Offence: Violent Theft > robbery
Navigation: < Previous text (trial account) | Next text (trial account) >
218, 219. Patrick Roney and John Bastow , were indicted for that they together with J. Norman not yet taken, on the Kings high way, on Joseph Norfield did make an an assault, putting him in corporal fear and danger of his life; and taking from him one blue cloth coat lac'd with gold value 3l. one scarlet coat value 3l. a blue silk waistcoat value 10s. one white sattin waistcoat, four linen waistcoats, two pair of breeches, one pair of gloves,Thomas Foley , Jan. 27 .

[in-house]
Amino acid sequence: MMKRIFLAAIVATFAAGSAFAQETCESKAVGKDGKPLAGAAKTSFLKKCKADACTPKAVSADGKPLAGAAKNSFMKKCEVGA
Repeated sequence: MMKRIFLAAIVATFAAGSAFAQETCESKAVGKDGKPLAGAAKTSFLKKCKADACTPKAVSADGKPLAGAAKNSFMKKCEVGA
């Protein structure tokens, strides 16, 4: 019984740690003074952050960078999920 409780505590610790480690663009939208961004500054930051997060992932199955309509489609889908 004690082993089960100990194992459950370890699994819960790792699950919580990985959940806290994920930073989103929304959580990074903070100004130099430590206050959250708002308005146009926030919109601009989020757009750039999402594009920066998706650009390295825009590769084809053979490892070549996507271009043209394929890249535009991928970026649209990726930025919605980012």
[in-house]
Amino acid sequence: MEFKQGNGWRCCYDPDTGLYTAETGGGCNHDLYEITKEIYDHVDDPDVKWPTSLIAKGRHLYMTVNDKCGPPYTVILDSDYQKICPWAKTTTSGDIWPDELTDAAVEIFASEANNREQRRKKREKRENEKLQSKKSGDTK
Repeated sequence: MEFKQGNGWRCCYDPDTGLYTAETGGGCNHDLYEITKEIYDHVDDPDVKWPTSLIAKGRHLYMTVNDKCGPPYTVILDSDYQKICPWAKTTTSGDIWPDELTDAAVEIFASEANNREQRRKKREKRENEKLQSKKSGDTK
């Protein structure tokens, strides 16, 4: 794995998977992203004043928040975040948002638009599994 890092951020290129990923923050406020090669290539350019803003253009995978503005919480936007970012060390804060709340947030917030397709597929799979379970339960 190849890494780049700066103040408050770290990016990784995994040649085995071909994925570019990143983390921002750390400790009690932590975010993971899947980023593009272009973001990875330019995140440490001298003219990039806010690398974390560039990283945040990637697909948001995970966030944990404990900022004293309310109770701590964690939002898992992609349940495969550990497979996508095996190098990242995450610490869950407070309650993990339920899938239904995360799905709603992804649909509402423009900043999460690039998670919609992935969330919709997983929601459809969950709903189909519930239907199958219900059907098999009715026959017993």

Jos. Norfield, I am servant to lieutenant Thomas Foley , I was going from Westminister to the Bell in Warwick-lane, to carry my master's portmanteau. Jan. 27. As I was coming along the Strand near Exeter change , Roney ran against me, flung me down; then ask'd my pardon and help'd me up again, then we came talking together along the Strand, coming through Temple-bar he ask'd me to let him carry the portmanteau which he did two or three times, then I let him, he carried it down Fleet-street, near to Fleet-ditch, then a sailor went across the way, he said he had found sixpence, he said as long as you are along with me you shall go in and drink part of it, saying, it shall go as easy as it came, this was Patrick Roney who ask'd me if I would go in and drink? I said, I did not care if I did. We went down the Fleet-market, so to the Falstaff's-head, in Fleet-lane; they call'd for a pint of beer; as we went in, we met two men both in light colour'd cloths; Bastow was one of them, who said, they had been drinking there these fourteen nights, and nobody came to them; I had not seen him before; then they asked me if I would have a dram, saying, perhaps I lik'd that better than beer; I said, I did not ; then they said, will you have any hot? I said no, I was in a hurry to go; we had drank once round out of a pint of porter ; I can't say which of them asked me to drink a dram, &c. Then I took my portmanteau on my shoulder, and went out of the house, and they came after me. John Bastow went before me, and the others after me. Going to turn the corner of Fleet-lane, to go into the market, Roney asked me to let him carry the portmanteau, saying, it was heavy ; I said, no; this was between eleven and twelve o'clock at noon. Bastow laid hold round my neck, and gave me a squeeze to him, and turn'd my head the other way, while Roney took the portmanteau from my shoulder. Then I cry'd out, Thieves! and a mob got all round me, and I was in such a fright, I do not know how they got off. There came up a tradesman to me, and would have me search the King's-arms, thinking they were gone in there. I ran in, and after that into another house or two ; I could not find them. A gentleman told me, he saw them run up Fleet-street; I made the best of my way after them. A little boy came running along with me, and many people ran after me; we ran to the Temple-stairs. I asked the watermen, if they saw any such persons with a portmanteau ? there was one of them, just come from White-fryars, pointed out to a boat in the river, saying, there are the men. I told them, they had robb'd me of that portmanteau. Two boats put off immediately in pursuit of them; the boat that I was in landed at Moulston's dock, on the other side of the water ; we ran all the way by the water-side; the other boat kept down the water, and got to Bank-end as soon as the prisoners were got on the causeway. Constantine Higgins , one of the water-men who was landed with me, ran and took hold of Roney, with the portmanteau on his shoulder; I was a little behind, and the others took Bastow ; but I did not see him taken.